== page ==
This is good news because I have a very low gag threshold and can’t stand having any kind of metal dental instrument in my mouth. Just getting X-rays at the dentist once a year is traumatic for me. I have to give myself a pep talk while biting down. “Just breathe and don’t throw up, just breathe and don’t throw up.” If I had to withstand anything more exotic than a quick cleaning, the dentist would probably have to sedate me.

Getting back to my talking toothbrush, thanks to Bluetooth technology, an app on my phone tells me if I’m brushing long enough, too hard, too soft, or not long enough in a certain area. How my phone knows this is pure sorcery in my opinion, but I’m taking my phone’s advice and trying to do a better job of brushing. After all, good oral hygiene is a part of our overall health and well-being.

In my line of work, I get a lot of feedback from seniors on Medicare. Time and time again, one of their questions is, “How am I going to pay for my dental care?” This is a valid question because original Medicare does not pay for dental care. Without purchasing a separate dental insurance policy, the expenses of cleanings, X-rays, cavities, root canals, crowns, partials or even dentures must come out of your own pocket. (Whew, just typing those procedures made me queasy.)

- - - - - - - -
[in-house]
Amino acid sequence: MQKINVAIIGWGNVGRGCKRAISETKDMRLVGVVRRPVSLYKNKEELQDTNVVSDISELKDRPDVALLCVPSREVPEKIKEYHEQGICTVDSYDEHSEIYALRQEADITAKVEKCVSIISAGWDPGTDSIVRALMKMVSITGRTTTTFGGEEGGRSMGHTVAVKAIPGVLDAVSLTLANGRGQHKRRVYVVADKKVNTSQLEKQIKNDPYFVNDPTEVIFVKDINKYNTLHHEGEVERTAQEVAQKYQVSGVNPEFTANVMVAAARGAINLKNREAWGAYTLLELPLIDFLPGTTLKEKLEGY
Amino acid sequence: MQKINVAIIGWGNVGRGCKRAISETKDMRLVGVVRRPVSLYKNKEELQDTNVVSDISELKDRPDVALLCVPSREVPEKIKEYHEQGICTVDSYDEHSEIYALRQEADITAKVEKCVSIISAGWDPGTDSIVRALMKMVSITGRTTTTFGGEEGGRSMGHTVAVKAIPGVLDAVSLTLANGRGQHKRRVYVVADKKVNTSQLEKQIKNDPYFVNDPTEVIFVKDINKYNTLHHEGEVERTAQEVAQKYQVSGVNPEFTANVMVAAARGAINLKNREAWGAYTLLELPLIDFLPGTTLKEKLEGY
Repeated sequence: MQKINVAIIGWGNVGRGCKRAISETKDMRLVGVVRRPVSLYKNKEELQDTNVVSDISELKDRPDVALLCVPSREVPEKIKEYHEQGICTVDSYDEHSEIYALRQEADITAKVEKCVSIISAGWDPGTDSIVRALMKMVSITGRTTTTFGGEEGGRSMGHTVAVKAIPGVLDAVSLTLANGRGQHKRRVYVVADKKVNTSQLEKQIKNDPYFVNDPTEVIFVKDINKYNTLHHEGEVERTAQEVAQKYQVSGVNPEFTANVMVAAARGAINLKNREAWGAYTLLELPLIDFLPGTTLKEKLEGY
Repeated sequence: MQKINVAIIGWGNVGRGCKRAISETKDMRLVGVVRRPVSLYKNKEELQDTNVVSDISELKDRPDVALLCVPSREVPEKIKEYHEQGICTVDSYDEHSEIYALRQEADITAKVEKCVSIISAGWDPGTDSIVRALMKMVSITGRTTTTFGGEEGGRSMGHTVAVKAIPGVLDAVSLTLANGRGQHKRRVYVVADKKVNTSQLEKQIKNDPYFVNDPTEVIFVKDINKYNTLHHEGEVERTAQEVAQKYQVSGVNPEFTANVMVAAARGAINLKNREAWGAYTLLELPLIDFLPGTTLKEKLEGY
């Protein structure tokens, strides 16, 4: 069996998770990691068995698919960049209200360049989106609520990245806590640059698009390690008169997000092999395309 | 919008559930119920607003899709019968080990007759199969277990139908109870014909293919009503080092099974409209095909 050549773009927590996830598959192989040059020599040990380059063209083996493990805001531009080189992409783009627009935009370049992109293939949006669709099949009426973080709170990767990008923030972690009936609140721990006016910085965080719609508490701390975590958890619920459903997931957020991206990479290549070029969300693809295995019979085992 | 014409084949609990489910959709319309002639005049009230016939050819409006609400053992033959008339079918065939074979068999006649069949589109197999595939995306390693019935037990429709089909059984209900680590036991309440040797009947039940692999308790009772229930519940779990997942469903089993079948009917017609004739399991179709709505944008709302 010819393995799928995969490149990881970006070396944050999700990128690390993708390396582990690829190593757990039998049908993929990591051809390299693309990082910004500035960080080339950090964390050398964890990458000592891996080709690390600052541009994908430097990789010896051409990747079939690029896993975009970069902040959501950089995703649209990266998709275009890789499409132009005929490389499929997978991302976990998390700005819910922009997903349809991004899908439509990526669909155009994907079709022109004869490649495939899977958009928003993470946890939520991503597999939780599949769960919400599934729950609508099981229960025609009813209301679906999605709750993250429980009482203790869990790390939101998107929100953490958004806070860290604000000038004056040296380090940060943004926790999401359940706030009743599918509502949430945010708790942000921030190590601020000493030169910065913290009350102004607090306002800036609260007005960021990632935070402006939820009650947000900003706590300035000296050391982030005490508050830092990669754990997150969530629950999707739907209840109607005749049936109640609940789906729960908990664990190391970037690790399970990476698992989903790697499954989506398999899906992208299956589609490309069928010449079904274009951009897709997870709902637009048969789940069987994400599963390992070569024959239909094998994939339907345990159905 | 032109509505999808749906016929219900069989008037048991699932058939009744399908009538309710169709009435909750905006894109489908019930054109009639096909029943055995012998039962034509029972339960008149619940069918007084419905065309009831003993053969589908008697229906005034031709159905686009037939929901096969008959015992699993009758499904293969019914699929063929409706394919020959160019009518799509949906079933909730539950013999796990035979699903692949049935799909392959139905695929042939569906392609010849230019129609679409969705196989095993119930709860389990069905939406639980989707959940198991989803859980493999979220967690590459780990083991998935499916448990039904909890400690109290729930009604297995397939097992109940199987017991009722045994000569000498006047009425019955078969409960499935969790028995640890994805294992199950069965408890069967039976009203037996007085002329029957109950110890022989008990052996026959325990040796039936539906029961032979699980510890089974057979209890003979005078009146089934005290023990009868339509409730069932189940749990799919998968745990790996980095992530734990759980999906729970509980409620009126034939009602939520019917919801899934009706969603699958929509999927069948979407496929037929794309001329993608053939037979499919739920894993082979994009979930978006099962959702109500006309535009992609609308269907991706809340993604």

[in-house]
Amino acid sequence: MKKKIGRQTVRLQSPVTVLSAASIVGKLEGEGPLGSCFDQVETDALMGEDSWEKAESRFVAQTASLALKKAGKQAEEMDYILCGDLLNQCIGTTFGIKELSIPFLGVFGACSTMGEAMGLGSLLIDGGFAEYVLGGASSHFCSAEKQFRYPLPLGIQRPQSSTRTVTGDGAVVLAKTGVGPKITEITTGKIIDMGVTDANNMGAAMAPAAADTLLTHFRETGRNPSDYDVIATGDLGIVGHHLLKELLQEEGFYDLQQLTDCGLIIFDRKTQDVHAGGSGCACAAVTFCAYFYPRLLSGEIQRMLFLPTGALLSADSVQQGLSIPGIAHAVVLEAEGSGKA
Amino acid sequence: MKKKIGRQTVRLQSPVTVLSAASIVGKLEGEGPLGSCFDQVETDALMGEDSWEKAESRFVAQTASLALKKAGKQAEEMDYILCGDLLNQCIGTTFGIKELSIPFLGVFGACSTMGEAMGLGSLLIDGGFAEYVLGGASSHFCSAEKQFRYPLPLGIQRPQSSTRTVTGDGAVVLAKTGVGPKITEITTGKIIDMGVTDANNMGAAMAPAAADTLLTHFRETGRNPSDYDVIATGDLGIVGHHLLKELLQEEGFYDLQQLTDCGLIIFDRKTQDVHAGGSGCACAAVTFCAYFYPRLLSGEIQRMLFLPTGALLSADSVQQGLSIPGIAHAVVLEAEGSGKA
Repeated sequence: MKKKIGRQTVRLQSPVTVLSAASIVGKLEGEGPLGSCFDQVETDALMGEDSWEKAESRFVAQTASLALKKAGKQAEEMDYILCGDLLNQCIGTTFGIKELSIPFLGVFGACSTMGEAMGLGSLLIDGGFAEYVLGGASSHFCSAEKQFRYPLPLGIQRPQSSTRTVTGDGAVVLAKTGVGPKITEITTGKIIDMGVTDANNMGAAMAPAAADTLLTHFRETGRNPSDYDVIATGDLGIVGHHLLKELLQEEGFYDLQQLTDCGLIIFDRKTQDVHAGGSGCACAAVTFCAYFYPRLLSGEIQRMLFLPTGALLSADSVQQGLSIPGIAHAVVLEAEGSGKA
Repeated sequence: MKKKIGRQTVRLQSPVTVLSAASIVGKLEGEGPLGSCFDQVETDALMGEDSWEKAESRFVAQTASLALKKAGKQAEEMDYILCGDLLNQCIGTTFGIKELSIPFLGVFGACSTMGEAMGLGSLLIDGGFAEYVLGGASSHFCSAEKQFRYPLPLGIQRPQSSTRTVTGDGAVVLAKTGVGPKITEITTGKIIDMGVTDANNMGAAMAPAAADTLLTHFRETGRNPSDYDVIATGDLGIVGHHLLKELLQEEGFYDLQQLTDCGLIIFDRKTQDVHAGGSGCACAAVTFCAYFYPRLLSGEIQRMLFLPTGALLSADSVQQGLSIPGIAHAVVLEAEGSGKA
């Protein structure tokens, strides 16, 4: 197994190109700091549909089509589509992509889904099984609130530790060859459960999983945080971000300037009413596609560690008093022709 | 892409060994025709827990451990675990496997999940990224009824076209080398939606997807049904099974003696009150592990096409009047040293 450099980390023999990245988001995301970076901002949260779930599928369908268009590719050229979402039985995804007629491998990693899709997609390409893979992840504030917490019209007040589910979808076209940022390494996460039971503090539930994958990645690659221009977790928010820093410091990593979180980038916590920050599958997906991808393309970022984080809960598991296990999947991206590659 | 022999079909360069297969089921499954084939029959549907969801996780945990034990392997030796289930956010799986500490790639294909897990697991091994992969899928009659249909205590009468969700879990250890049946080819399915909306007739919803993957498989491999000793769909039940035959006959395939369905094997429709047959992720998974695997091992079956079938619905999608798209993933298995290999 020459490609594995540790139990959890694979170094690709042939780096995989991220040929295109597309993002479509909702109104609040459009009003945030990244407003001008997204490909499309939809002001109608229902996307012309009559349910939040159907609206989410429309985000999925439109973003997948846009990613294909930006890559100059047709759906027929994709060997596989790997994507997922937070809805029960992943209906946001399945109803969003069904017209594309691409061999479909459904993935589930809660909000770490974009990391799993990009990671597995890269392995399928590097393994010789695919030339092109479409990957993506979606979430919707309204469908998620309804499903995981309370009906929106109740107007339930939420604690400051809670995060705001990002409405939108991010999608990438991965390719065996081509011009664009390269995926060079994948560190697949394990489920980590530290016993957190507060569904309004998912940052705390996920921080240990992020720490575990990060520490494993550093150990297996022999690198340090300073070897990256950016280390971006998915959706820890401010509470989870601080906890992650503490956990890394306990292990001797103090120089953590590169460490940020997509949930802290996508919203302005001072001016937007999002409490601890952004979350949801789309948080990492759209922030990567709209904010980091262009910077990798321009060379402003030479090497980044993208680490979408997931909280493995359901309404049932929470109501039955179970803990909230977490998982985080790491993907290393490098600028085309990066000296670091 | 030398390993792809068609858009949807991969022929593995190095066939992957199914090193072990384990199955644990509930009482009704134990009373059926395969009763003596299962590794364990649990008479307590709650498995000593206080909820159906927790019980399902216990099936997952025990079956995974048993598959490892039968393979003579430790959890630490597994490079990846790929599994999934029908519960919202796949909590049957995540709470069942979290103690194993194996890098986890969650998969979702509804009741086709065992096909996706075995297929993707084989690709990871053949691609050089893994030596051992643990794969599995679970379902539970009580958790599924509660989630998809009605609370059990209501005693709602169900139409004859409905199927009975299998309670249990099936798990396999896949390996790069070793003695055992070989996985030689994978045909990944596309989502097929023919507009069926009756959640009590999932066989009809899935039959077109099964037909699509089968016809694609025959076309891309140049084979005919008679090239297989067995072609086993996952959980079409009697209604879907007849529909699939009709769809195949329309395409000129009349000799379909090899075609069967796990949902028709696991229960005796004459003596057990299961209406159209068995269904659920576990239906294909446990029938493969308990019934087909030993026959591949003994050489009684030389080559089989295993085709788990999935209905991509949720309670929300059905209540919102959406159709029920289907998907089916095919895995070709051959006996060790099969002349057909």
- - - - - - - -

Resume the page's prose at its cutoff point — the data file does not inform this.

Some people get to remain on their company’s dental insurance policy when they retire. Others will decide to purchase private dental insurance as part of their overall retirement health insurance expenses. Many people that don’t have these options are kind of left wondering what to do now.

There are many Medicare Advantage plans that offer members a set-amount dental benefit along with medical coverage to help offset some of the expense of dental care. It won’t provide as extensive of coverage as a private dental insurance policy does, but the benefit does help offset some (or all if you have teeth like my grandmother’s) expenses of good dental care.

If keeping your pearly whites in working order is a priority for you but the extra expense of full-blown dental insurance isn’t, a Medicare Advantage plan might be a solution. While you’re at it, you can consider looking into one of those high-tech toothbrushes like mine. As your mother always told you, the best dental care starts with good brushing habits.

Lora Felger is a community and broker liaison at Health Alliance. She is the mother of 2 terrific boys, a world traveler, and a major Iowa State Cyclones fan.

Vegetarian Month

Vegetarian Month

It’s Vegetarian Month, and whether you’re a longtime vegetarian, interested in trying it for a week, or just looking for Meatless Monday meal ideas, these healthy vegetarian recipes will be perfect for adding to your rotation.

First up are Breakfast Enchiladas with Ranchero Sauce that make the most of eggs and potatoes.

Breakfast Enchiladas with Ranchero Sauce
Image and Recipe via Little Spice Jar

 

Game day cravings don’t have to be heavy with this Creamy Vegetarian White Chili.

Creamy Vegetarian White Chili

 

This beautiful Mushroom Alfredo Pasta Bake is so delicious, no one will guess it’s also healthy.

Healthy Mushroom Alfredo Pasta Bake